Buy Side vs. HFT?
High-frequency trading is not a clear negative for the markets, as it is often portrayed in the media, said Justin Schack, managing director at Rosenblatt Securities.
“HFT itself is not necessarily good or bad,” Schack told Markets Media. “The details of how it is done are different than what came before it, but the functions it serves have always existed in trading markets. It brings benefits as well as costs to the market, as have all forms of intermediation. I think it has been a net benefit.”
Schack cited data showing transaction costs declined during the period of HFT ascendancy. “People lose sight of the fact the previous generation of liquidity providers, the ones that dominated before HFT, were not necessarily out there doing God’s work,” Schack said. “The old Nasdaq dealers, for instance, were accused of colluding to keep spreads artificially wide.”
Buyside orders have always been fair game for competing market participants. “There’s nothing new about institutional orders moving markets,” Schack said. “Information about an institutional order can leak to anyone. It could be a market maker, another institutional investor, a prop shop or a day trader trying to sniff out a pattern for short-term profit. In the old days the pattern recognition software was between your ears. Now it’s in a computer, and it’s a lot more sophisticated.”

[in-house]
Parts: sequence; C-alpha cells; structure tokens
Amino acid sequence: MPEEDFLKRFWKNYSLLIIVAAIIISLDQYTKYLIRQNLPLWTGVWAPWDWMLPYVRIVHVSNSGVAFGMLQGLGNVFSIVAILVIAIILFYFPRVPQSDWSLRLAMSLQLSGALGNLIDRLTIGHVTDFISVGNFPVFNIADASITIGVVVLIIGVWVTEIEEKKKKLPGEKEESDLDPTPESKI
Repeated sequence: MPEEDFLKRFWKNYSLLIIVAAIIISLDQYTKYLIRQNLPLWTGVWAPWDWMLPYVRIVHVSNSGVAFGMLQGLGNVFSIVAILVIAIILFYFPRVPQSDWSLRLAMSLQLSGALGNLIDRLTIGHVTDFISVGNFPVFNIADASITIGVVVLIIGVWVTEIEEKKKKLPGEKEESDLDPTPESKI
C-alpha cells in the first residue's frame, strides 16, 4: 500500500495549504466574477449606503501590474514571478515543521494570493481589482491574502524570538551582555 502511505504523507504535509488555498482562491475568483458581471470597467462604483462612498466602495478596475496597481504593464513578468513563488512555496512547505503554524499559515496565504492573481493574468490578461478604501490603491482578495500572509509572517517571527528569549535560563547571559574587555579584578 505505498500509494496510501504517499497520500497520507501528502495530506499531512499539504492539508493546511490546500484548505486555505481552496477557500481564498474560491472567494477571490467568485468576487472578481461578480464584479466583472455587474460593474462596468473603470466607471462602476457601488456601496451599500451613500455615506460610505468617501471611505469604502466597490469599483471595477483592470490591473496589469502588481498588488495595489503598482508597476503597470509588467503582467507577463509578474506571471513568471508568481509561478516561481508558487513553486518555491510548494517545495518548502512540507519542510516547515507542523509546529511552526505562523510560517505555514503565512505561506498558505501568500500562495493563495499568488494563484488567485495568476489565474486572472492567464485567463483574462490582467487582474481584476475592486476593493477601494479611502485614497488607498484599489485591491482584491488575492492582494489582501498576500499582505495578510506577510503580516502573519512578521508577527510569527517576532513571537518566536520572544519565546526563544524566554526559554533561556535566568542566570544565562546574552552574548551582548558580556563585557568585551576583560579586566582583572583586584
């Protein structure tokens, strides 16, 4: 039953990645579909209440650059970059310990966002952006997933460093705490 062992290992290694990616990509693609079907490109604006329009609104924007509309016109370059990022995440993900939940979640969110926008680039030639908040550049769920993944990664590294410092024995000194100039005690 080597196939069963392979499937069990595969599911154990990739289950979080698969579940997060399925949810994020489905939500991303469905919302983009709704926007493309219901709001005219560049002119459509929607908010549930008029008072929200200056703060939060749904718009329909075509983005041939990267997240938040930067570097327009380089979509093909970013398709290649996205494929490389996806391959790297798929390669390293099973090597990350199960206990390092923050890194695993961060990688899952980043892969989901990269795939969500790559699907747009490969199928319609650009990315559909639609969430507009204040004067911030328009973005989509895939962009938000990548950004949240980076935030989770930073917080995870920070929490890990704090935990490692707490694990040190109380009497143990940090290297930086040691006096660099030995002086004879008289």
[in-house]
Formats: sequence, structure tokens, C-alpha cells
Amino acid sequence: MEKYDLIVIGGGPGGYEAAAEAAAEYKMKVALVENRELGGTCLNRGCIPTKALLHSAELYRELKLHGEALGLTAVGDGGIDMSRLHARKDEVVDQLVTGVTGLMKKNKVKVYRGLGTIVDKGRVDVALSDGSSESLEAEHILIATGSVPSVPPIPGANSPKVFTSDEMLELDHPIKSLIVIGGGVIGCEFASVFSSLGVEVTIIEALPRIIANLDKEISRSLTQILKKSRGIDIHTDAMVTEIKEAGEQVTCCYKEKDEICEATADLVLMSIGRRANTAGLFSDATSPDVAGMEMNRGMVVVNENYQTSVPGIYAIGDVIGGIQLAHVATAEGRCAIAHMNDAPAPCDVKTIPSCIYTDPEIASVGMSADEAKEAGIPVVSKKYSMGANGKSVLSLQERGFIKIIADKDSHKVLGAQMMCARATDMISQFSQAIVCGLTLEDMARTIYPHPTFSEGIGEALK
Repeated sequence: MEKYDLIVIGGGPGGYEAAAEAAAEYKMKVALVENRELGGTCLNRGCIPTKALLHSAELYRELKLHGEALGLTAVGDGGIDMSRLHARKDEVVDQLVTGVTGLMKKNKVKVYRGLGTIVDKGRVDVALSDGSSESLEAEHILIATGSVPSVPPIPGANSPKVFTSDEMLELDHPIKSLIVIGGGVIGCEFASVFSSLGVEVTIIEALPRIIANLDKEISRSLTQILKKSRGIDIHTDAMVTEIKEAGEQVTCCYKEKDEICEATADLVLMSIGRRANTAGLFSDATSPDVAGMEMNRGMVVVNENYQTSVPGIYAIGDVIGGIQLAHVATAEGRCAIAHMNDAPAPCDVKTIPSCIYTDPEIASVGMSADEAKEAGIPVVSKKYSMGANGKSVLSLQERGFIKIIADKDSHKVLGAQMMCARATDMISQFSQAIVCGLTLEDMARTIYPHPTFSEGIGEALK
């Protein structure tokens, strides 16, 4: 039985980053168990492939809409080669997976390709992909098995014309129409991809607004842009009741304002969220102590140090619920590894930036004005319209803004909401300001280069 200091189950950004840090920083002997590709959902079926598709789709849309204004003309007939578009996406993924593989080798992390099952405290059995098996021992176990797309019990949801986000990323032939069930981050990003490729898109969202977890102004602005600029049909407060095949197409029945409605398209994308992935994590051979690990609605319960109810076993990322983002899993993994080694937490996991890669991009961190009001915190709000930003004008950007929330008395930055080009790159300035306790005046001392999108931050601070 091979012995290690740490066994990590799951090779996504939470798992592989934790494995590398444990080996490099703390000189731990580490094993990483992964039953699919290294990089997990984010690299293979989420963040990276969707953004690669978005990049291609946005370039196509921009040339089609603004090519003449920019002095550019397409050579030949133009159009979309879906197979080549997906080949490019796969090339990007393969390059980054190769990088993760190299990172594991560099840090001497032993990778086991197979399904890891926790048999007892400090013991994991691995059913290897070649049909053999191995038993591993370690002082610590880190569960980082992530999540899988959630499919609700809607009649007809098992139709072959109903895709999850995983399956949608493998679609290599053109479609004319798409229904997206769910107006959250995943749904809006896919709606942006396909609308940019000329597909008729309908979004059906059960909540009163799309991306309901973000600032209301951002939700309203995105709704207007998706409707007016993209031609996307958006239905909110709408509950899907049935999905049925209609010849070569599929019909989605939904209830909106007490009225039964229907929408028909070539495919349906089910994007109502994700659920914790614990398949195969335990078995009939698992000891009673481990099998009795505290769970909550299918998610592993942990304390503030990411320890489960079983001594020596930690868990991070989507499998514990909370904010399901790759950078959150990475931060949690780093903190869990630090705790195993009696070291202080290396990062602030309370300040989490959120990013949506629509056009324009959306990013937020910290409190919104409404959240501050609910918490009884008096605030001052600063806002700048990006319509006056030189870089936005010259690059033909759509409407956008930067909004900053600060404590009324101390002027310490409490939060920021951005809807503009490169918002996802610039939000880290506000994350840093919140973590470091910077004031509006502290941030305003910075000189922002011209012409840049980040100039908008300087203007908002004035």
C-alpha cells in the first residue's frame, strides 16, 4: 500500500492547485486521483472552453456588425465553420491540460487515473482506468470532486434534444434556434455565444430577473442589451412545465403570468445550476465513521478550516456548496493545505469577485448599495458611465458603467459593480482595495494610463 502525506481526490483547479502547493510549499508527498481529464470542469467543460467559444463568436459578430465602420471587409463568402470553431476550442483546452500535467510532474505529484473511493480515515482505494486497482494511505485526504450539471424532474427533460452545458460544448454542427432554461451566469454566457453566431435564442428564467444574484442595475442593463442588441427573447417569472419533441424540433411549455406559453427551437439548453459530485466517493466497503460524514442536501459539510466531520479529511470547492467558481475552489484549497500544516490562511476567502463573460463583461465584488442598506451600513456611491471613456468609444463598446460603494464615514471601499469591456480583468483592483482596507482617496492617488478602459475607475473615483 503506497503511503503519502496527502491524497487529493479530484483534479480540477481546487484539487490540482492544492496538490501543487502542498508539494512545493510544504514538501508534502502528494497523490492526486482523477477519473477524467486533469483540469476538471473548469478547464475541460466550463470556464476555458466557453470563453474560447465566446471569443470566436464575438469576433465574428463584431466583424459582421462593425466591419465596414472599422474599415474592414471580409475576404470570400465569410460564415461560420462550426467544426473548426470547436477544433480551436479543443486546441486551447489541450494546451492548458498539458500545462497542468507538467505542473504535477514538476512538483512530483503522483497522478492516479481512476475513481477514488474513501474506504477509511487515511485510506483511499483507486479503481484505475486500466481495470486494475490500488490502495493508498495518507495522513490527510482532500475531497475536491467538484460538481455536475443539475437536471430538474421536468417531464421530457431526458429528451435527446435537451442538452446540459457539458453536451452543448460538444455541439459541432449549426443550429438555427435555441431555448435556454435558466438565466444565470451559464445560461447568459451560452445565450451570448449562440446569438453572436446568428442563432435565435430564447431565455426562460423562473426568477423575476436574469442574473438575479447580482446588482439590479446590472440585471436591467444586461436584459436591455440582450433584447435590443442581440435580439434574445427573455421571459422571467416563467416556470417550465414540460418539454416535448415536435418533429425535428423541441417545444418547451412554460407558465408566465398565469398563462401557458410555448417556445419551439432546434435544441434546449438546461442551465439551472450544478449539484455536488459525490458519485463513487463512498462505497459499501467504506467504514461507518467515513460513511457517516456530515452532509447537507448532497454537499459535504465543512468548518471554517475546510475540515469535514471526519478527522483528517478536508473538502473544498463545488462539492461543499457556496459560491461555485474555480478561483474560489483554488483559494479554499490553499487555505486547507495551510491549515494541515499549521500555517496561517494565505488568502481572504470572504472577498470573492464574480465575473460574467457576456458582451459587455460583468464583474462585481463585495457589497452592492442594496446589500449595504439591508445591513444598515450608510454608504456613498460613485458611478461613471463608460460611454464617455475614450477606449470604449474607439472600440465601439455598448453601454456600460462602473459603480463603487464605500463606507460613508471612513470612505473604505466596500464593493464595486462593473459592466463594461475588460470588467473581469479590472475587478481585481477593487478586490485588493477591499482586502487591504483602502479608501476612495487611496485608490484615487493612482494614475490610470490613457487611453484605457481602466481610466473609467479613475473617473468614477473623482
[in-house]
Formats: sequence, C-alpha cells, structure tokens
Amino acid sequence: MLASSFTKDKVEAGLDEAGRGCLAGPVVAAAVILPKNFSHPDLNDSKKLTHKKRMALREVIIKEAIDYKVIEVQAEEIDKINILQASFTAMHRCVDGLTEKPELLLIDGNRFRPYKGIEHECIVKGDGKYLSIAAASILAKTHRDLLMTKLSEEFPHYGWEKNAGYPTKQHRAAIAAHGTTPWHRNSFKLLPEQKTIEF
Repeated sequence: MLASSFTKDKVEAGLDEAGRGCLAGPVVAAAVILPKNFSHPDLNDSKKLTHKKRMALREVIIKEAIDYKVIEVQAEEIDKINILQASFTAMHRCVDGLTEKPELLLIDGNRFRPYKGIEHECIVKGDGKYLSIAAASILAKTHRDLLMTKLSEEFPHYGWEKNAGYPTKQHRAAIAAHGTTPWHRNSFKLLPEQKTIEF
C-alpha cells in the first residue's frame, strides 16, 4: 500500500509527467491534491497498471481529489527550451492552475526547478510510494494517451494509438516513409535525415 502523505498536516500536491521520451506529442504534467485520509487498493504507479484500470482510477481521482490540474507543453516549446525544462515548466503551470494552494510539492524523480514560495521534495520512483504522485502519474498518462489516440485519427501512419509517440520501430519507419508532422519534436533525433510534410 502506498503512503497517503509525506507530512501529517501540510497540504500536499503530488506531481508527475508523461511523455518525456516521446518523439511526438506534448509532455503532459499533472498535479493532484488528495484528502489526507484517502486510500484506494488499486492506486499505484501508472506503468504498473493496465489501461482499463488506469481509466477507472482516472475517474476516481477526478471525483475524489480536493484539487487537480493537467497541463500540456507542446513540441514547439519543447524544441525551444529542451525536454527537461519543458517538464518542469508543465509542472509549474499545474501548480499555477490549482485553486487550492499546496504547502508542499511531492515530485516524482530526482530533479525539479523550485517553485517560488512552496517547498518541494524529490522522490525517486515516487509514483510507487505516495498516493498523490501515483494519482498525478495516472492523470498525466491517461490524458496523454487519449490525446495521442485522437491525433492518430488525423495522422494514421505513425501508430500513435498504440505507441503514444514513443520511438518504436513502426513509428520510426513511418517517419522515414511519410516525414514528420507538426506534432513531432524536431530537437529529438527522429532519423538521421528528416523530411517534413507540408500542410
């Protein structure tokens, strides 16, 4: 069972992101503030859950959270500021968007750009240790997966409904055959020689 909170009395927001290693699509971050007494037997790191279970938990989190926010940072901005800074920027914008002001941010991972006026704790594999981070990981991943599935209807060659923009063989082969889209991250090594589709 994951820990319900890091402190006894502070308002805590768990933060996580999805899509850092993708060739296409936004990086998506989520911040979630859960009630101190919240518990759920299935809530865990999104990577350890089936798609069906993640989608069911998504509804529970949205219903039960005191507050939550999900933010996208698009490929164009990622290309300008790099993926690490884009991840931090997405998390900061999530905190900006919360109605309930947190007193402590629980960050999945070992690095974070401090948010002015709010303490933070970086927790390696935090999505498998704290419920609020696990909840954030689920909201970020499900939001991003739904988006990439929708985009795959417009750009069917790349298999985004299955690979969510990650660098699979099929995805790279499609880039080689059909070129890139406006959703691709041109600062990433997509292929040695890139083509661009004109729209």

So while evidence shows buy-side trading outcomes in aggregate have improved over the years, Schack said the unsettling factor that “the market looks and feels a lot different than it used to.” Additionally, trading small- and mid-cap names has proven difficult in the new market structure, with wider spreads and liquidity constraints going against broader trends.
So how are buy-side institutions navigating the newly redrawn trading landscape and ensuring that good investment ideas translate into good investment returns? In Markets Media’s July-August magazine, we interviewed senior trading personnel at six large U.S. investment managers to find out.